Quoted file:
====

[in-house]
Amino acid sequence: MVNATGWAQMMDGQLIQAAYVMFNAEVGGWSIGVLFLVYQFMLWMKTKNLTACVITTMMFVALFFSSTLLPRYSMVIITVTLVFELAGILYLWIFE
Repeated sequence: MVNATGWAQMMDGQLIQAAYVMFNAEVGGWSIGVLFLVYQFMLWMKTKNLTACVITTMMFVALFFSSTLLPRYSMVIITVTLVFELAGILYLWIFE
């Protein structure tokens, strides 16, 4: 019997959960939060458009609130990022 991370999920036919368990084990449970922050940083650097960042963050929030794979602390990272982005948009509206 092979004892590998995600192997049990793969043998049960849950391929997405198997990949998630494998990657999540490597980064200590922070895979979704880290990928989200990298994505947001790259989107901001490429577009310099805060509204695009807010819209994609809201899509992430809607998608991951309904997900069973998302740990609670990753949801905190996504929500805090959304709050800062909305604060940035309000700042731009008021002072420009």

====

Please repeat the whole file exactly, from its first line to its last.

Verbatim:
[in-house]
Amino acid sequence: MVNATGWAQMMDGQLIQAAYVMFNAEVGGWSIGVLFLVYQFMLWMKTKNLTACVITTMMFVALFFSSTLLPRYSMVIITVTLVFELAGILYLWIFE
Repeated sequence: MVNATGWAQMMDGQLIQAAYVMFNAEVGGWSIGVLFLVYQFMLWMKTKNLTACVITTMMFVALFFSSTLLPRYSMVIITVTLVFELAGILYLWIFE
């Protein structure tokens, strides 16, 4: 019997959960939060458009609130990022 991370999920036919368990084990449970922050940083650097960042963050929030794979602390990272982005948009509206 092979004892590998995600192997049990793969043998049960849950391929997405198997990949998630494998990657999540490597980064200590922070895979979704880290990928989200990298994505947001790259989107901001490429577009310099805060509204695009807010819209994609809201899509992430809607998608991951309904997900069973998302740990609670990753949801905190996504929500805090959304709050800062909305604060940035309000700042731009008021002072420009």